Scholar Relies on Family and Faith to Cope with Unexpected Cancer Update

November 6, 2013

Opinion, The Zoetics

Photo By Mario Andreatta Briana Hendrix's senior year has changed since her diagnosis.

Photo By Mario Andreatta
Briana Hendrix’s senior year has changed since her diagnosis.

For Part 1 and Part II of Briana’s Story

By Briana Hendrix

It has been about four months since my diagnosis. During these past few months I have undergone a biopsy, surgery, and radioactive iodine therapy in an attempt to kill the cancer. Everything seemed to be going according to plan until I had my post iodine scan. This scan detected all of the places where the iodine had “stuck” to cancer. We expected the scan to show small sections of cancer left in my neck where my thyroid used to be placed but we were unprepared for what the doctors were about to tell us. Along with the bits of cancer left from surgery, there was also metastasized cancer found in the right side of my head, the left side of my neck, both of my lungs, and my left hip.

This news was extremely shocking and slightly terrifying. When I was first diagnosed, the doctors told my family and I that the type of cancer I had almost never moves from the lymph nodes surrounding the thyroid. The fact that the cancer has spread is proof that it is more aggressive, and that I have had the cancer much longer than we previously thought. We immediately scheduled a consultation with my doctor to try to get more answers. When we met with my endocrinologist he seemed concerned, but optimistic. He informed us that the iodine was doing its “job” and that we need to wait and see what happens.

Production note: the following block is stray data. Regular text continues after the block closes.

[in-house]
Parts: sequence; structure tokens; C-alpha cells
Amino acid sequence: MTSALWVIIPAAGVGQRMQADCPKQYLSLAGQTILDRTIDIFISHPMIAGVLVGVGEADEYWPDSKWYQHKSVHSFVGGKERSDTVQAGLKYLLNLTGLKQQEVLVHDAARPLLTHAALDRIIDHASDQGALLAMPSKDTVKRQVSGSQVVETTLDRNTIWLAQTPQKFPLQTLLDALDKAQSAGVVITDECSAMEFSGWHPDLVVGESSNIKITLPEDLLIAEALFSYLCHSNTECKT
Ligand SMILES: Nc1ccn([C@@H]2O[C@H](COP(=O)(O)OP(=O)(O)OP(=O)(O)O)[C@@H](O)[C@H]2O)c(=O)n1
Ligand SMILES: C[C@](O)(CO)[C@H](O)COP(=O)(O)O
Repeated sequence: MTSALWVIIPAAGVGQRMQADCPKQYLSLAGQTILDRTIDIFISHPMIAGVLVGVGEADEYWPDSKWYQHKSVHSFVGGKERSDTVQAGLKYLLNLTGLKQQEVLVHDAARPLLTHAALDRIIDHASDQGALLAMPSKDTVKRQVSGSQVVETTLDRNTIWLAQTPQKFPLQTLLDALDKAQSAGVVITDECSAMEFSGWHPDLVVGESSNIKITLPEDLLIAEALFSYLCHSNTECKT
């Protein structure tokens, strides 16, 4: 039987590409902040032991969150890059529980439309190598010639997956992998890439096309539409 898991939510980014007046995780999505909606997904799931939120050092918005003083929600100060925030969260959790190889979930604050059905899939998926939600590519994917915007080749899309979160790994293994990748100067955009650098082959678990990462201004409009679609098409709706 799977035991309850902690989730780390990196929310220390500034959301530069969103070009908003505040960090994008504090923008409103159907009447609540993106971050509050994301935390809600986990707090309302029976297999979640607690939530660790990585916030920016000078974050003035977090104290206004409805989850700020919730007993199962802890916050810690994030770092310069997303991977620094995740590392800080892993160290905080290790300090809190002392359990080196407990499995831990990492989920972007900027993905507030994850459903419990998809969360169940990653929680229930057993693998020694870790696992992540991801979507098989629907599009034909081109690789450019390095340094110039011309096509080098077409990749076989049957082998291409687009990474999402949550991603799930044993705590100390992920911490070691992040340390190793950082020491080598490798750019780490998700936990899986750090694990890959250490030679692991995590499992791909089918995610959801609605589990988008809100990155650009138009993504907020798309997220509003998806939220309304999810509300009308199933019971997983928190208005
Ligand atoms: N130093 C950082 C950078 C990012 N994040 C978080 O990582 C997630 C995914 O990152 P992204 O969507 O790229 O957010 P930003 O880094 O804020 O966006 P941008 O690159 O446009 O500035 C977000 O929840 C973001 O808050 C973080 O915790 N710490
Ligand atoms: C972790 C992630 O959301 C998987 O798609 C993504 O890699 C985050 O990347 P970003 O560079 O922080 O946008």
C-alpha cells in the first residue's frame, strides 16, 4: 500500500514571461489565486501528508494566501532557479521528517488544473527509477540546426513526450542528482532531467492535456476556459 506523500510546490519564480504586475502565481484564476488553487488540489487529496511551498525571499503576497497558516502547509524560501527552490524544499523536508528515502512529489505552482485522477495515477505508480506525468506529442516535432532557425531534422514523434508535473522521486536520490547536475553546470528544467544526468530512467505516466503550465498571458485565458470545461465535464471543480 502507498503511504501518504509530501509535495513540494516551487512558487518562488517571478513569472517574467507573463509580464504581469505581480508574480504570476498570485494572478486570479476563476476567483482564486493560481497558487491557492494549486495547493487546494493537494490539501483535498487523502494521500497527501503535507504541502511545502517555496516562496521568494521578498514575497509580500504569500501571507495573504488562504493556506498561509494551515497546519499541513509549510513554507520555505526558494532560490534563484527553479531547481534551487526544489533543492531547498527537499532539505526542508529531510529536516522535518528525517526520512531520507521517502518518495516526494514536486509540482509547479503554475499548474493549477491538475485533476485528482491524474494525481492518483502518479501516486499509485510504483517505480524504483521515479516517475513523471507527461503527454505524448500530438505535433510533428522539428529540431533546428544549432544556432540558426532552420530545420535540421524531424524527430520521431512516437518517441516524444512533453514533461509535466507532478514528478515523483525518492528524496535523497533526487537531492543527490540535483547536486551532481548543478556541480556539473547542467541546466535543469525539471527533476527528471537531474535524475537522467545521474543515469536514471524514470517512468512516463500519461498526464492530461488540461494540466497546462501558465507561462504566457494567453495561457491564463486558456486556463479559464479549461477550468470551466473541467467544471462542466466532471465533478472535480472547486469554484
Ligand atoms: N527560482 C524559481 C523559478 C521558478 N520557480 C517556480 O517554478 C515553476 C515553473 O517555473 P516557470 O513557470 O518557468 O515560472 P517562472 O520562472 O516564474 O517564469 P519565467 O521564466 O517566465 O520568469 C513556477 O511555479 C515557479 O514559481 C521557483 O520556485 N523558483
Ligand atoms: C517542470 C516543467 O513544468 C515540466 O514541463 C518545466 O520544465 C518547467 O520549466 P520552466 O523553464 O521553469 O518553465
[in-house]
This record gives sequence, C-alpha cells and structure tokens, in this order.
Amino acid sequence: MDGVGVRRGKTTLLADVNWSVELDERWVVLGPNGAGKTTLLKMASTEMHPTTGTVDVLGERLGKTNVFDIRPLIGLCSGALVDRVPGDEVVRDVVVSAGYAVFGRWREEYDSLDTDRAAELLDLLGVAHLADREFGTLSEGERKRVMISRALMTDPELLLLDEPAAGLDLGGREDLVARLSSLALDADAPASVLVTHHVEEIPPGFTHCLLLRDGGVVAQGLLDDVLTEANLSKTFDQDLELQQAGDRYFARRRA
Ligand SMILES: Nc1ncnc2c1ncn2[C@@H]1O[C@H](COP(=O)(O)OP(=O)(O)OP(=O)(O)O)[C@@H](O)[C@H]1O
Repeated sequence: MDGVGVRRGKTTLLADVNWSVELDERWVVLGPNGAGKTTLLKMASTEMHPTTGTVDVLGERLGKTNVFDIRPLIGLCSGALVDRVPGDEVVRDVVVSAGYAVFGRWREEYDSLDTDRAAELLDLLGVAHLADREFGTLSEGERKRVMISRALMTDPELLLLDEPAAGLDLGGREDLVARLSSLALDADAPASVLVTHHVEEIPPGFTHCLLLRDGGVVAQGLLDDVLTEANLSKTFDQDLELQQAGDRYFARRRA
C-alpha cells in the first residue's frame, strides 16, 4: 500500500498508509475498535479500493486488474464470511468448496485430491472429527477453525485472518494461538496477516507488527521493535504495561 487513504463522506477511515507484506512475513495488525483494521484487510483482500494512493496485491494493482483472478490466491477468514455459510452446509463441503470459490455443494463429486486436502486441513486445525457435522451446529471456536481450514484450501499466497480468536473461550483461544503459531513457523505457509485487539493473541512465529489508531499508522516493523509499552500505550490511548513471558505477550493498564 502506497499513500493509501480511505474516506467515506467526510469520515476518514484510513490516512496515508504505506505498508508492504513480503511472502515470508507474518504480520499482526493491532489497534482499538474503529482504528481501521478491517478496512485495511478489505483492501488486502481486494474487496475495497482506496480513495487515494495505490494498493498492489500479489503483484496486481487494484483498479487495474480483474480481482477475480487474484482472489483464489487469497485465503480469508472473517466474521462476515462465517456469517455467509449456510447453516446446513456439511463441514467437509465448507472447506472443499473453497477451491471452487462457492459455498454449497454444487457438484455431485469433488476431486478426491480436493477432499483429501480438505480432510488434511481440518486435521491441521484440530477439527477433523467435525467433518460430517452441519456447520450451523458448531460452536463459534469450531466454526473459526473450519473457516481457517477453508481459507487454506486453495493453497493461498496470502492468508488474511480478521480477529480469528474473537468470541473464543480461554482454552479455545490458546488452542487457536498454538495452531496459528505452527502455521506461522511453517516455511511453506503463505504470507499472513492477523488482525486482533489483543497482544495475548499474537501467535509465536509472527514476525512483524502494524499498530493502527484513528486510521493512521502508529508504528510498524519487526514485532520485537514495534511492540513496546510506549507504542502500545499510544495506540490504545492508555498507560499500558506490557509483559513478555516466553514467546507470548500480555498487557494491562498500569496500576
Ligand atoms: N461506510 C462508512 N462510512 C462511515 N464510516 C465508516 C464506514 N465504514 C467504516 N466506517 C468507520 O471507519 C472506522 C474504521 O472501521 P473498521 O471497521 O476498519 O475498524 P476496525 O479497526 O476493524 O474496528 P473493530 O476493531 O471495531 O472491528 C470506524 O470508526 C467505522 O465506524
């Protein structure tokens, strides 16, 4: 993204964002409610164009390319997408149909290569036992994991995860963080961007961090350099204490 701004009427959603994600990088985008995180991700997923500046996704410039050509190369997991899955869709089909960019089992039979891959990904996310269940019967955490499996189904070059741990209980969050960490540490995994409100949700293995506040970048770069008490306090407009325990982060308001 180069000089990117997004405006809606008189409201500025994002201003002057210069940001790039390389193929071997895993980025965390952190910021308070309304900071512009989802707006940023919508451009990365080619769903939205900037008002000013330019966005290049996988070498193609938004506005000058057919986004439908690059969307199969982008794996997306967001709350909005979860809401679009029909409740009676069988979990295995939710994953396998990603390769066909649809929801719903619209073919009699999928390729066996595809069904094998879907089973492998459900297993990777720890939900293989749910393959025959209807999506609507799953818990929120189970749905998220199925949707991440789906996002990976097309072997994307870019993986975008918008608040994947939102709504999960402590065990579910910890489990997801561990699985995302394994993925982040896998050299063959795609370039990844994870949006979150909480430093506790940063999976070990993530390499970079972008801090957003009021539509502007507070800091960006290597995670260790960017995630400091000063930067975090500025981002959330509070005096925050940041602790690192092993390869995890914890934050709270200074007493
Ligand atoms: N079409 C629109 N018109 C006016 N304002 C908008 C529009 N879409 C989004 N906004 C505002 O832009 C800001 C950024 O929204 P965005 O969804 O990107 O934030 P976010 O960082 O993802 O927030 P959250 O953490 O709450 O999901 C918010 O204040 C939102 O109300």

In about three months I will have another scan to determine if the radioactive iodine killed all of the cancer tissue or not. Depending on what is left determines the next course of action. If there is cancer left anywhere in my body we can administer more radioactive iodine or we can control the cancer with medication. “Controlling” the cancer with medication means that we do not try to remove or kill the remaining cancer we only administer enough thyroid hormone into my body to prevent the cancer from growing. Doing this would leave live and active cancer in my body.

When my family heard that we might leave the cancer in my body, they started looking around for other answers. Now, we have decided that we are going to get a second opinion and see if there is a have a different approach to solving this problem. We are looking for the best way to completely remove the cancer from my body – we want it gone, not controlled. If the second opinion believes that controlling the cancer is also the best approach, then we will trust that it is best, but we want to be safe and know our best options.

This new development is definitely not easy information to take in. I thought that life was finally starting to look up and get better, but it seems like my situation just keeps getting worse. I have felt lost and confused about why something like this would happen to me. I would have had a lot harder time coming to terms with this new development without my family, friends, and faith. The moment we found out about my cancer I realized how big my family really was. The majority of the people I consider family are not related by blood but something stronger, we are related because of love. My church family has been one of the best supports in this struggle and I couldn’t do it without them. My faith as a Christian had given me the strength to keep going and stay strong. Taking life one day at a time is important – don’t try to rush though life. Take your time and live life to the fullest.

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